Mr Moyo submitted on behalf of the defendants that there is no legal basis for the plaintiff to capitalise interest outstanding at the end of each day and then charge interest daily on the increased capital sum owing to capitalization of interest. To him it is legally untenable as it allowed the plaintiff to charge interest on interest. He argued that this position was aptly summarized by Gillespie J in Commercial Bank of Zimbabwe Ltd v MM Builders and Suppliers (Pvt) Ltd and Others 1996 (1) ZLR 414 (H) at 433 as follows-
“The traditional form in which banks account to their customers is merely the convenient business- like manner of reflecting the charging of compound interest; that capitalised interest does not lose its character as interest by being capitalised; and that capitalisation in its narrow literal sense involves a fiction which lost its significance and utility after 1854 and to which the Courts have never since been willing to give substantial effect…Capitalisation means no more than interest which continues to be interest shall be treated together with the capital sum due as itself interest –bearing but does not alter its quality as interest.”
Mr Moyo further submitted that the parties may have agreed otherwise but are not free to contract outside the law. For this proposition he relied on the cases of Schierhout v Minister of Justice 1926 AD 99 at 109 and Metro Western Cape (Pty) Ltd v Ross 1986 (3) SA 181 (AD) at 188-189.
Finally Mr Moyo denied the suggestion by the plaintiff that the defendant made bare denial in its plea since an amount of US $354 759.28 has been paid and acknowledged. To him it is alien to charge interest on interest in our jurisdiction.
In casu the parties signed their loan agreement on the 20th September 2012. Clause 7 of the agreement deals specifically with the issue of interest and other charges. In particular clauses 7.1.3 and 7.2.3 detail how the deposits and interests were to be dealt with. Clause 7.1.3 says that the “deposits to the account and or repayments of the overdraft will first be appropriated to the payment of outstanding accrued interest and charges and then the payments of the capital element of the debt”. Further clause 7.2.3 says among other things that “all interest payable in terms of any credit facilities provided by the Bank to the Borrower will be calculated on the balance outstanding each day, at the close of business, and the interest outstanding at the end of each calendar month shall be capitalised and interest thereafter shall be charged on such increased capital.”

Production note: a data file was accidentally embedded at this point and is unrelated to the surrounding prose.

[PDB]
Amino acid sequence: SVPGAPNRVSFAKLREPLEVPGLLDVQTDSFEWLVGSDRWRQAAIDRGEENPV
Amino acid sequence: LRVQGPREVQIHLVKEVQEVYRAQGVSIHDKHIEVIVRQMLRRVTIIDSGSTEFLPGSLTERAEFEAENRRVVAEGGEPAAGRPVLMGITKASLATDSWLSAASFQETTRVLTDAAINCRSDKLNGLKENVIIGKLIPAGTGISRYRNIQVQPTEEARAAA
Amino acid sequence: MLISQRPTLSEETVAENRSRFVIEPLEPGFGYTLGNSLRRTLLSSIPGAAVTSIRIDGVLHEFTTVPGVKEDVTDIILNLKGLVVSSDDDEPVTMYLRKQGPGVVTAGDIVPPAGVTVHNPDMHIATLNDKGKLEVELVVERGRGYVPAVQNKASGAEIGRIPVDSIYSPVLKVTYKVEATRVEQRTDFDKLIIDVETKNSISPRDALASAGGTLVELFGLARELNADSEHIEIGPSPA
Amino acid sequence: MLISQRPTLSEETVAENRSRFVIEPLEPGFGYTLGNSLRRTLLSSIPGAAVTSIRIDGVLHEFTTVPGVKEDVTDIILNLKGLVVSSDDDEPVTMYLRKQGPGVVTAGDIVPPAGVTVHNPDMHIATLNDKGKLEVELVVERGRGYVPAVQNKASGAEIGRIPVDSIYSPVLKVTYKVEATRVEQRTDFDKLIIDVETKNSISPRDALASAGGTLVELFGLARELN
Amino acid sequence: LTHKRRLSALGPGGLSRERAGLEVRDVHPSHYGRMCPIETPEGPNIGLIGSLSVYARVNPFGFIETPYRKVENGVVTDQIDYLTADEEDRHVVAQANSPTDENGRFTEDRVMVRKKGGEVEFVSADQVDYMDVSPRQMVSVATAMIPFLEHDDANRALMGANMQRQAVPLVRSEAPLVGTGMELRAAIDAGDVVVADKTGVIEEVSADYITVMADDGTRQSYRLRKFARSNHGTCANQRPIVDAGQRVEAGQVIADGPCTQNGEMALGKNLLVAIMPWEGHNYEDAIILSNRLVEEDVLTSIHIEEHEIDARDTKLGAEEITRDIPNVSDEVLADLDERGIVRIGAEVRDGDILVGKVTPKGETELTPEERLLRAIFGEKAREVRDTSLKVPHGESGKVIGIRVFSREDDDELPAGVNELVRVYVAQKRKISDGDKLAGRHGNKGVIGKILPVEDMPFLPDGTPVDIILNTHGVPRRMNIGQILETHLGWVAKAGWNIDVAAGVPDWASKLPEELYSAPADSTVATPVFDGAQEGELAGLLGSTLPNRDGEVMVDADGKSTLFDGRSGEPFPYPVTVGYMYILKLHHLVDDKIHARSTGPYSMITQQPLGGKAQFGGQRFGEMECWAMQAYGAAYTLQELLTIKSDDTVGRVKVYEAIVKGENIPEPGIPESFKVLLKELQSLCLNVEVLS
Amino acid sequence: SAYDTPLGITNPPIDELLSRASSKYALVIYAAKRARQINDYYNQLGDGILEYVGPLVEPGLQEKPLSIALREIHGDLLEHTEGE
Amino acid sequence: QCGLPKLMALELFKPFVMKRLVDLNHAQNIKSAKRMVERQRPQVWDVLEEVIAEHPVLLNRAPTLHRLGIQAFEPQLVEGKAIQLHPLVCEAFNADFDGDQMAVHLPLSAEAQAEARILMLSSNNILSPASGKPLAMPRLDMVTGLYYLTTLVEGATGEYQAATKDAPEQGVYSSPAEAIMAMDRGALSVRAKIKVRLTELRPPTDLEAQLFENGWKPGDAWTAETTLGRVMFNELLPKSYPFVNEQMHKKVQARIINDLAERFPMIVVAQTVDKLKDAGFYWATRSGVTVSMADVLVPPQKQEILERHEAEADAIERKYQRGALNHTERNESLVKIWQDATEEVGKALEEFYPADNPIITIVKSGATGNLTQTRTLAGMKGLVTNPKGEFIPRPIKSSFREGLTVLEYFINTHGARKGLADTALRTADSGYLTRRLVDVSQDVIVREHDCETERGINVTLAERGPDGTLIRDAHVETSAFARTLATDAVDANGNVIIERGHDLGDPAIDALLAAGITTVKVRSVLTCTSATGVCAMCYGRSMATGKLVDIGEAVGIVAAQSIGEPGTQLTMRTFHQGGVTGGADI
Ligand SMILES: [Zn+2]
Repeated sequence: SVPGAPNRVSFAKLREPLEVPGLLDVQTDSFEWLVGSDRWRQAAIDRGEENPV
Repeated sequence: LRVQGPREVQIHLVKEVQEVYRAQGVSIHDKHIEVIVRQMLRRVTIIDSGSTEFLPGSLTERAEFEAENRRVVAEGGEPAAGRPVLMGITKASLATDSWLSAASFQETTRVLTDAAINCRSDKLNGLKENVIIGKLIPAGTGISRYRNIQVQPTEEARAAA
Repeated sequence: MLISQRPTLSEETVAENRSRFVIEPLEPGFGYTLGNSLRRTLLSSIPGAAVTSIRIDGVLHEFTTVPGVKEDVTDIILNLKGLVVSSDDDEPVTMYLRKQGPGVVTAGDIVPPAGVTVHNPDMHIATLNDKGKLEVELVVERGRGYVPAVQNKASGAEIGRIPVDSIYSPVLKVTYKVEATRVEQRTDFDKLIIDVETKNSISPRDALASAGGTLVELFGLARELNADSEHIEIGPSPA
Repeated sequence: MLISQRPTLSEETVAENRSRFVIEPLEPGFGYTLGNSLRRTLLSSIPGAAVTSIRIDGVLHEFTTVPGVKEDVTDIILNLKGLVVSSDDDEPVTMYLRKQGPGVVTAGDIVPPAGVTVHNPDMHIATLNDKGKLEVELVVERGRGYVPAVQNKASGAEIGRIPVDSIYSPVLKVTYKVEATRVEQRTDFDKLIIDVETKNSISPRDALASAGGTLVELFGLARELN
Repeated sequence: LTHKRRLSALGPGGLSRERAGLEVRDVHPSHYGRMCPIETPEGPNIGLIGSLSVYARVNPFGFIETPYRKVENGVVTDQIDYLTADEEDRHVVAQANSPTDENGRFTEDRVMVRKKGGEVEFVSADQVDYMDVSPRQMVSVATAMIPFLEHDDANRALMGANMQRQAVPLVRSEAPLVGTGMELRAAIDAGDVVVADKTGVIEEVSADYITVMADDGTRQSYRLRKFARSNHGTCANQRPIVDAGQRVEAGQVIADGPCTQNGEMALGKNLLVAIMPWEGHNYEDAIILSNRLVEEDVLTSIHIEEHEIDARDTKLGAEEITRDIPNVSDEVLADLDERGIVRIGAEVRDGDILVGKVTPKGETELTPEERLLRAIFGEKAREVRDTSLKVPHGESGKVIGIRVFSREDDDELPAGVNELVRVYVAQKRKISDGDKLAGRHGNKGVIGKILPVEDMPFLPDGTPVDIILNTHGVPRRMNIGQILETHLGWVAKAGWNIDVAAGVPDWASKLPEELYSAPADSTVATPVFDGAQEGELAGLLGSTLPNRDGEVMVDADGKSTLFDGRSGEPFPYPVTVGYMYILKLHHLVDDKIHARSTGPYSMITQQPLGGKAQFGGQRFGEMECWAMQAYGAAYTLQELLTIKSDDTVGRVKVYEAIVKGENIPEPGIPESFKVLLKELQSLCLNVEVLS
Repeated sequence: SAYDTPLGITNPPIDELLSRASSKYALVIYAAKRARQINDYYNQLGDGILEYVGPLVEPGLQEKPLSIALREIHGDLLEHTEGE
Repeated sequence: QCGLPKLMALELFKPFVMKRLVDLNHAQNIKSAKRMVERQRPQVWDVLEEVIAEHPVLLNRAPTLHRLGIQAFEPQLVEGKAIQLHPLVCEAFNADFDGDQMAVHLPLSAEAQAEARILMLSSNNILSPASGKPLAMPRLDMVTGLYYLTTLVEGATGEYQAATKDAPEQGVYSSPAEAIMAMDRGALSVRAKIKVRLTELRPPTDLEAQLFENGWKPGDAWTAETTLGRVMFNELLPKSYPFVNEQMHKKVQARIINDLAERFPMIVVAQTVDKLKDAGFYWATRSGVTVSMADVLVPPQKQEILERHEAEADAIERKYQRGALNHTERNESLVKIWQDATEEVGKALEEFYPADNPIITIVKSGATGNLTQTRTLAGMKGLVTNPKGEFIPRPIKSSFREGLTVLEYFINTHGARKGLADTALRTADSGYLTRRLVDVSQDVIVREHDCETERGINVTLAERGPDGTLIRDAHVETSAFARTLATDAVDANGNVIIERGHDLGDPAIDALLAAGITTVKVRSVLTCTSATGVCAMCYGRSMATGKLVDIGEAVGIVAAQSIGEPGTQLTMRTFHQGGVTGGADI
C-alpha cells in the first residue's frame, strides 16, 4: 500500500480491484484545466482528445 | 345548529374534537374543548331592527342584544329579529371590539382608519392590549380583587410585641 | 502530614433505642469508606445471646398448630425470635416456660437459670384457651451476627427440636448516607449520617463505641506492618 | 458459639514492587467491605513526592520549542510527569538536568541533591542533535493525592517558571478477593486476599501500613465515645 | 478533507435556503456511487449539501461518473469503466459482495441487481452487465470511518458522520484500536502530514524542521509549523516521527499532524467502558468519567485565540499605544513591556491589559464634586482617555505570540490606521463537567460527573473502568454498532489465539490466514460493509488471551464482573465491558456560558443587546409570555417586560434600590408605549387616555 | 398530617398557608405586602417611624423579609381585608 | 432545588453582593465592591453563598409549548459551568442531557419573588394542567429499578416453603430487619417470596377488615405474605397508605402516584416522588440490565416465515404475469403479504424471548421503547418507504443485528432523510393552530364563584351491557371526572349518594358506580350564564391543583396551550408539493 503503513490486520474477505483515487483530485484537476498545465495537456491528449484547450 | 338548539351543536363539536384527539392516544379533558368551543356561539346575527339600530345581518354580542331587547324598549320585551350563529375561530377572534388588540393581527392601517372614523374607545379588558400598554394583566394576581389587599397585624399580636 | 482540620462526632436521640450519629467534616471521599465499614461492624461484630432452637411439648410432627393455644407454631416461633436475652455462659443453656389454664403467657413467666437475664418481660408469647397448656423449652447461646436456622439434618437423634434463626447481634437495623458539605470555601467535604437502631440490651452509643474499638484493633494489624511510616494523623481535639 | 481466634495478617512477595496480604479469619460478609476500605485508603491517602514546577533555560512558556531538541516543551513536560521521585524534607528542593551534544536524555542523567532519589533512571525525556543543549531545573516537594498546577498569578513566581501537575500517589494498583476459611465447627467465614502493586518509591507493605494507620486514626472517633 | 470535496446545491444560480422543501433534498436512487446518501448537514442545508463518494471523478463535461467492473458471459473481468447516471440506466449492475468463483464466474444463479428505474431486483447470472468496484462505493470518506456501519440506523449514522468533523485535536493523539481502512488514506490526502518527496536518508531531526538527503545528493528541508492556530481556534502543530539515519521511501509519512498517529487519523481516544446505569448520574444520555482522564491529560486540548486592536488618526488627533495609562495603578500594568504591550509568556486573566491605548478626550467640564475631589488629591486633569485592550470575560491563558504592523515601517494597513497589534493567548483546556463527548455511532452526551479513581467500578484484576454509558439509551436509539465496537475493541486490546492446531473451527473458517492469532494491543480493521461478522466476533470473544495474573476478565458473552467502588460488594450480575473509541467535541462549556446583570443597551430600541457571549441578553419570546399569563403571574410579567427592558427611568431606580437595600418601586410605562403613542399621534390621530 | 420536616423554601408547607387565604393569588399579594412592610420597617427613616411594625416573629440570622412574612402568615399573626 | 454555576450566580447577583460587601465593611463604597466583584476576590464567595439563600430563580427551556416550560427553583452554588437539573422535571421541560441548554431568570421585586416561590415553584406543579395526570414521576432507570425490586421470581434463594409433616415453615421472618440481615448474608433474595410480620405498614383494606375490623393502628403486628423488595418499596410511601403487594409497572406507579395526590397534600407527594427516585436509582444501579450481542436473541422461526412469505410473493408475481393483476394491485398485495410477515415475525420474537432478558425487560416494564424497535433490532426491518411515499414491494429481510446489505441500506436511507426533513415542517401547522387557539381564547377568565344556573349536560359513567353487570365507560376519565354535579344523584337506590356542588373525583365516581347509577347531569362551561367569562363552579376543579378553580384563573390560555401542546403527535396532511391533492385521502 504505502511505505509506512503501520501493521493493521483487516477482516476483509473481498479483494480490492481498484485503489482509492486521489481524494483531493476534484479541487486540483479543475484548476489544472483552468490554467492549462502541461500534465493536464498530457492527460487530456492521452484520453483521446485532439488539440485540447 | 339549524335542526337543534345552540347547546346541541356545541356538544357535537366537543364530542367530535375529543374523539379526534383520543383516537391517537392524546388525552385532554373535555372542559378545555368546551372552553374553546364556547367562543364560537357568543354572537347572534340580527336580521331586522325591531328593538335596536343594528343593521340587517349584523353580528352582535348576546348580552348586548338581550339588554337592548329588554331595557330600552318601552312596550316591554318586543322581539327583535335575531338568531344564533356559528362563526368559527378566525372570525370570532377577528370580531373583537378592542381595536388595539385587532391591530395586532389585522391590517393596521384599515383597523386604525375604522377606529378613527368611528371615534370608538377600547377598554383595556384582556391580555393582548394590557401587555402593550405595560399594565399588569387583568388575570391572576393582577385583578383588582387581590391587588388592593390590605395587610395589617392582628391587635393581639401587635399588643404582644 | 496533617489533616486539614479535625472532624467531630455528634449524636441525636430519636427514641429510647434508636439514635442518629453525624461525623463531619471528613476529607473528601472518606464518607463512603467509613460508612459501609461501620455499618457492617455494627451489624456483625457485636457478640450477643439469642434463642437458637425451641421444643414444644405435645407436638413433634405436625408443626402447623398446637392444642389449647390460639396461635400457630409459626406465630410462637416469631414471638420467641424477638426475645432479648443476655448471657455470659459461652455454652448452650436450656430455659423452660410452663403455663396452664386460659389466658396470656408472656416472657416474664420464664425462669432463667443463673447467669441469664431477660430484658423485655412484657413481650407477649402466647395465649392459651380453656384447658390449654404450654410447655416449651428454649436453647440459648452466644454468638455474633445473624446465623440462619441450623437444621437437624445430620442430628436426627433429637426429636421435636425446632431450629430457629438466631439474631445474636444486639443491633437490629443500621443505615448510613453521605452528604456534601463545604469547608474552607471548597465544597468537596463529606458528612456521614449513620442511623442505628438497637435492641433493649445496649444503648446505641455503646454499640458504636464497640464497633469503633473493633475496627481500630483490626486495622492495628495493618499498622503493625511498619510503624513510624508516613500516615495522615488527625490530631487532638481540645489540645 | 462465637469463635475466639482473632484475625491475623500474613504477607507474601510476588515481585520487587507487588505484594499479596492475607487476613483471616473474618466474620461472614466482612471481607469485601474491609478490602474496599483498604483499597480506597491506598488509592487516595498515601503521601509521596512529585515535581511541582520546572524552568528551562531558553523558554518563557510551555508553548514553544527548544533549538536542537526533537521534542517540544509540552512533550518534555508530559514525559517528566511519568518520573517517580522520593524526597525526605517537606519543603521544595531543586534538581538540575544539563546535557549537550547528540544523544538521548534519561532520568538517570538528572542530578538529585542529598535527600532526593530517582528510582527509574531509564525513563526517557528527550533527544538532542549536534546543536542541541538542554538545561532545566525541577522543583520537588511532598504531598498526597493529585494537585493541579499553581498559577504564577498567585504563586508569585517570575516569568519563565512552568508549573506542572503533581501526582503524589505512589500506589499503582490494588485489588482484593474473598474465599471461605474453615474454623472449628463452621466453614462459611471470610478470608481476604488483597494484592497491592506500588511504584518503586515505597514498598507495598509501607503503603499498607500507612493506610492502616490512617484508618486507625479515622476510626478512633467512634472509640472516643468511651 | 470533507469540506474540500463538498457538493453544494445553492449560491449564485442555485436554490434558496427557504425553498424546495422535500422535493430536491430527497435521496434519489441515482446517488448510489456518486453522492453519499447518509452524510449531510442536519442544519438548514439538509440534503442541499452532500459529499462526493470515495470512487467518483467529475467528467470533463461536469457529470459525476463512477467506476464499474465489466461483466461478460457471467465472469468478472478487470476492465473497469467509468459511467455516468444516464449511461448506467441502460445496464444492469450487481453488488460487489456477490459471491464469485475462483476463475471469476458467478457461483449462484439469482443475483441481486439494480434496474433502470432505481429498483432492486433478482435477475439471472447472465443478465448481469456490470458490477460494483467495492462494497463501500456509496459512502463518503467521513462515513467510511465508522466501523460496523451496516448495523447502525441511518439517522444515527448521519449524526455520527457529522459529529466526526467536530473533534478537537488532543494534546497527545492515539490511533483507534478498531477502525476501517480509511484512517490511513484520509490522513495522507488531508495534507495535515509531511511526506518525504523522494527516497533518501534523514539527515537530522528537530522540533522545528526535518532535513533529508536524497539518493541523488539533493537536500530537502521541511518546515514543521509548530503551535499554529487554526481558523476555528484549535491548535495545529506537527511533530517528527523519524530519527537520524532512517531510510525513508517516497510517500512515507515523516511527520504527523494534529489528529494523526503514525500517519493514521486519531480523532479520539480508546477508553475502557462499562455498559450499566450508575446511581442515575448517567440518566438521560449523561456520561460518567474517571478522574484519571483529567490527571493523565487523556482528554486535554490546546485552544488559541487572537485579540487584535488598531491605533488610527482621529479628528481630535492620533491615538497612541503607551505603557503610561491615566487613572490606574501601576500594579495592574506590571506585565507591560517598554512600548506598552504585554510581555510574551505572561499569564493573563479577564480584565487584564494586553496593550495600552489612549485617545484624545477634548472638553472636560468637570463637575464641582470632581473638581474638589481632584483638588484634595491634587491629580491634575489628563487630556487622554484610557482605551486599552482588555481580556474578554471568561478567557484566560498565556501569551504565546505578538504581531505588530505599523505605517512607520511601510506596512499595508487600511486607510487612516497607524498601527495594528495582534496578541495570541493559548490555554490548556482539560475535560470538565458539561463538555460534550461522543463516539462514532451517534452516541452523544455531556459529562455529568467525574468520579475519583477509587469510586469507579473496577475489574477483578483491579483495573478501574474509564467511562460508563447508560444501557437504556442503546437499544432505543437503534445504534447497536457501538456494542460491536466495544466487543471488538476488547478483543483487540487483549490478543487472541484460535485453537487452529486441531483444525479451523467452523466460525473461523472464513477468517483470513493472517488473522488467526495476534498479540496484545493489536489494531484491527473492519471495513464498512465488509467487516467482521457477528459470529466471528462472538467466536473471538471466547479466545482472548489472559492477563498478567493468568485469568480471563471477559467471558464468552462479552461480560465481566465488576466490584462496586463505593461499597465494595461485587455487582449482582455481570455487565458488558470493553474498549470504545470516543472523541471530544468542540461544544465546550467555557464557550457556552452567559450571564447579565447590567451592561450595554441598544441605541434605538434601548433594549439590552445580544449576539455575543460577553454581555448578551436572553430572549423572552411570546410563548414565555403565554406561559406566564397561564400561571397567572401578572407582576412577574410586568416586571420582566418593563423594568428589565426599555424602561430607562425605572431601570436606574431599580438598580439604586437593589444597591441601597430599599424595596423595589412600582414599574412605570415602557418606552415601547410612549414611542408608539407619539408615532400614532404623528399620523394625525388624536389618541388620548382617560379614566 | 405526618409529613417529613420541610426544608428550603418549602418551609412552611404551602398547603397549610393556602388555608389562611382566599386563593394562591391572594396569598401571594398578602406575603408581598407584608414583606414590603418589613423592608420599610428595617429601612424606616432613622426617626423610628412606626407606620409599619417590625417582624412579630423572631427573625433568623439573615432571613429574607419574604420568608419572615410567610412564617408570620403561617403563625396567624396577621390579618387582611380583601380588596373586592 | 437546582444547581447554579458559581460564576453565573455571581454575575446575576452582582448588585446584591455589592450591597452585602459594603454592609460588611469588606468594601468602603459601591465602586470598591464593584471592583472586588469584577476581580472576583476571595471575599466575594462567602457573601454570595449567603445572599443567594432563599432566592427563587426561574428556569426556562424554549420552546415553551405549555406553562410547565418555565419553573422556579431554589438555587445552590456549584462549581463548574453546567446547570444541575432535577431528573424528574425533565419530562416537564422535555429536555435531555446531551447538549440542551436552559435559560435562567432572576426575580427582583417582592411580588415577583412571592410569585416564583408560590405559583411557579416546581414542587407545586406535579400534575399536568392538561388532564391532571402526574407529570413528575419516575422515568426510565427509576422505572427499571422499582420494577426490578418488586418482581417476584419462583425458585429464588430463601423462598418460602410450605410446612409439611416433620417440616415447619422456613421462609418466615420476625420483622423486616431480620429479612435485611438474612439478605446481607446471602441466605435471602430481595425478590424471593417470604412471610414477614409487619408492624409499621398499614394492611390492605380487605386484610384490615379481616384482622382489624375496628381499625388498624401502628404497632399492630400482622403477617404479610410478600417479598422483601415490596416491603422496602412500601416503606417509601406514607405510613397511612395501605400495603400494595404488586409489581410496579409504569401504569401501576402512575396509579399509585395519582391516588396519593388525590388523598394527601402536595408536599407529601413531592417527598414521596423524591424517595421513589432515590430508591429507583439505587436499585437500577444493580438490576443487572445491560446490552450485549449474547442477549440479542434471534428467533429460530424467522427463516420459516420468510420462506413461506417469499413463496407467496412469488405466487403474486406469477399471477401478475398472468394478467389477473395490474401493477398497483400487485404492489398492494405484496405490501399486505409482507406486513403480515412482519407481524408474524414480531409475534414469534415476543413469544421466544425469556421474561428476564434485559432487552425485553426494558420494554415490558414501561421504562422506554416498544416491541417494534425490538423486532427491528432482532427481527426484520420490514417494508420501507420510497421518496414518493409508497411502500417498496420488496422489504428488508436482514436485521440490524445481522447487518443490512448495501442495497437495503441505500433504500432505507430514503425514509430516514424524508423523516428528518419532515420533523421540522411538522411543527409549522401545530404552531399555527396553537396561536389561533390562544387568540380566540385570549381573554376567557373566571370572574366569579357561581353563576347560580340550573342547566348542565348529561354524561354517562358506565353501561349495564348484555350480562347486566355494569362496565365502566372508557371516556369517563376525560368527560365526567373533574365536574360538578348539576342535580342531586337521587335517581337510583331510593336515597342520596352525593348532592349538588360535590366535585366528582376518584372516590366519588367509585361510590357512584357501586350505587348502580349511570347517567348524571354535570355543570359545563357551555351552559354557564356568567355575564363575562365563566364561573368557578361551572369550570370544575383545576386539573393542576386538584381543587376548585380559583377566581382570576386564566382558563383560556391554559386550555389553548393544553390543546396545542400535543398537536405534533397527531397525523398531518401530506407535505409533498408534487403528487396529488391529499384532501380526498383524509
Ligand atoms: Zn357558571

A close examination of the Induplum Schedule prepared by the plaintiff shows that the computations of interest and other charges was done in terms of the terms of the agreement. The question to be asked is whether this was legal or not. Having examined the authorities cited by both counsels I noted that latest authorities are of the view that the courts should in normal circumstances enforce the terms of the agreement between the parties. In Intercontinental Trading (Pvt) Ltd v Nestle Zimbabwe (Pvt) Ltd supra it was held among other things that whilst the court retained a wide discretion to withhold the grant of specific performance, a wronged party to a contract had a right to select his remedy, and the court would enforce that right unless there were compelling circumstances to refuse the remedy and award damages only. It was further held that the onus was on the party seeking to avoid specific performance to establish the facts and circumstances which the court should consider in the exercise of its discretion to refuse specific performance. In the result it was held that it would not be a proper exercise of discretion to refuse specific performance and thus the defendant to avoid its contractual obligations. The same reasoning was followed in the latest case of African Banking Corporation of Zimbabwe Ltd supra.
In my view the respondents have failed to advance any facts and specific circumstances which compelled this court to exercise its discretion in favour of respondents in order to deny the plaintiff the remedy it is seeking. The plaintiff’s calculation of interest is legally permissible as it was done in accordance with the terms of the agreement.